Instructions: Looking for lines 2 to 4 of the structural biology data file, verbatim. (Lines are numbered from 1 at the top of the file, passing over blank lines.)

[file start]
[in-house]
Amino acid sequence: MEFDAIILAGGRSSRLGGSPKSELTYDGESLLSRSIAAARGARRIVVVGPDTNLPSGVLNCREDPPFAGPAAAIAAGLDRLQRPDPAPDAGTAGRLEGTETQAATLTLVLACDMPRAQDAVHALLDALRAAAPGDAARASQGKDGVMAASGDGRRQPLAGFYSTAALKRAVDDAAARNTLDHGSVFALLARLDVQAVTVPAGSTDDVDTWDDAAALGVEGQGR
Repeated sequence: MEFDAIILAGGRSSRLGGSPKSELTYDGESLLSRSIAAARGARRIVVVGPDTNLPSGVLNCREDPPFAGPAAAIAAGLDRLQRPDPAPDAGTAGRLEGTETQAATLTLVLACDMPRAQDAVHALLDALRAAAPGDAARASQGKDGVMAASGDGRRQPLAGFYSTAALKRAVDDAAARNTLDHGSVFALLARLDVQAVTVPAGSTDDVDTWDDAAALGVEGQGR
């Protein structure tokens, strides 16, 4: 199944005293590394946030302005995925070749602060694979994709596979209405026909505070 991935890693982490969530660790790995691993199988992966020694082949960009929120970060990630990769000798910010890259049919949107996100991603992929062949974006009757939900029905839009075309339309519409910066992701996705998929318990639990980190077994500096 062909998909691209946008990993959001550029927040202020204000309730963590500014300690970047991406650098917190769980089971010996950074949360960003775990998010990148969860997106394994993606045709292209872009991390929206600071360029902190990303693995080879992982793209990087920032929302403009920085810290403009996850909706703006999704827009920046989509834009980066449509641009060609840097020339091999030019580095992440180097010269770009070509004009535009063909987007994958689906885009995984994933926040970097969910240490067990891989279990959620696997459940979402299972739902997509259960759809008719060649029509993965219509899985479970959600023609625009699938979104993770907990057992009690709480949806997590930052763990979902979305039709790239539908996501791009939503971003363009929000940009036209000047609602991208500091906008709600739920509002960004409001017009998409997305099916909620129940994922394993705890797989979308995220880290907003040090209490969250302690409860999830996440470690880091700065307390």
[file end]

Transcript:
Amino acid sequence: MEFDAIILAGGRSSRLGGSPKSELTYDGESLLSRSIAAARGARRIVVVGPDTNLPSGVLNCREDPPFAGPAAAIAAGLDRLQRPDPAPDAGTAGRLEGTETQAATLTLVLACDMPRAQDAVHALLDALRAAAPGDAARASQGKDGVMAASGDGRRQPLAGFYSTAALKRAVDDAAARNTLDHGSVFALLARLDVQAVTVPAGSTDDVDTWDDAAALGVEGQGR
Repeated sequence: MEFDAIILAGGRSSRLGGSPKSELTYDGESLLSRSIAAARGARRIVVVGPDTNLPSGVLNCREDPPFAGPAAAIAAGLDRLQRPDPAPDAGTAGRLEGTETQAATLTLVLACDMPRAQDAVHALLDALRAAAPGDAARASQGKDGVMAASGDGRRQPLAGFYSTAALKRAVDDAAARNTLDHGSVFALLARLDVQAVTVPAGSTDDVDTWDDAAALGVEGQGR
């Protein structure tokens, strides 16, 4: 199944005293590394946030302005995925070749602060694979994709596979209405026909505070 991935890693982490969530660790790995691993199988992966020694082949960009929120970060990630990769000798910010890259049919949107996100991603992929062949974006009757939900029905839009075309339309519409910066992701996705998929318990639990980190077994500096 062909998909691209946008990993959001550029927040202020204000309730963590500014300690970047991406650098917190769980089971010996950074949360960003775990998010990148969860997106394994993606045709292209872009991390929206600071360029902190990303693995080879992982793209990087920032929302403009920085810290403009996850909706703006999704827009920046989509834009980066449509641009060609840097020339091999030019580095992440180097010269770009070509004009535009063909987007994958689906885009995984994933926040970097969910240490067990891989279990959620696997459940979402299972739902997509259960759809008719060649029509993965219509899985479970959600023609625009699938979104993770907990057992009690709480949806997590930052763990979902979305039709790239539908996501791009939503971003363009929000940009036209000047609602991208500091906008709600739920509002960004409001017009998409997305099916909620129940994922394993705890797989979308995220880290907003040090209490969250302690409860999830996440470690880091700065307390």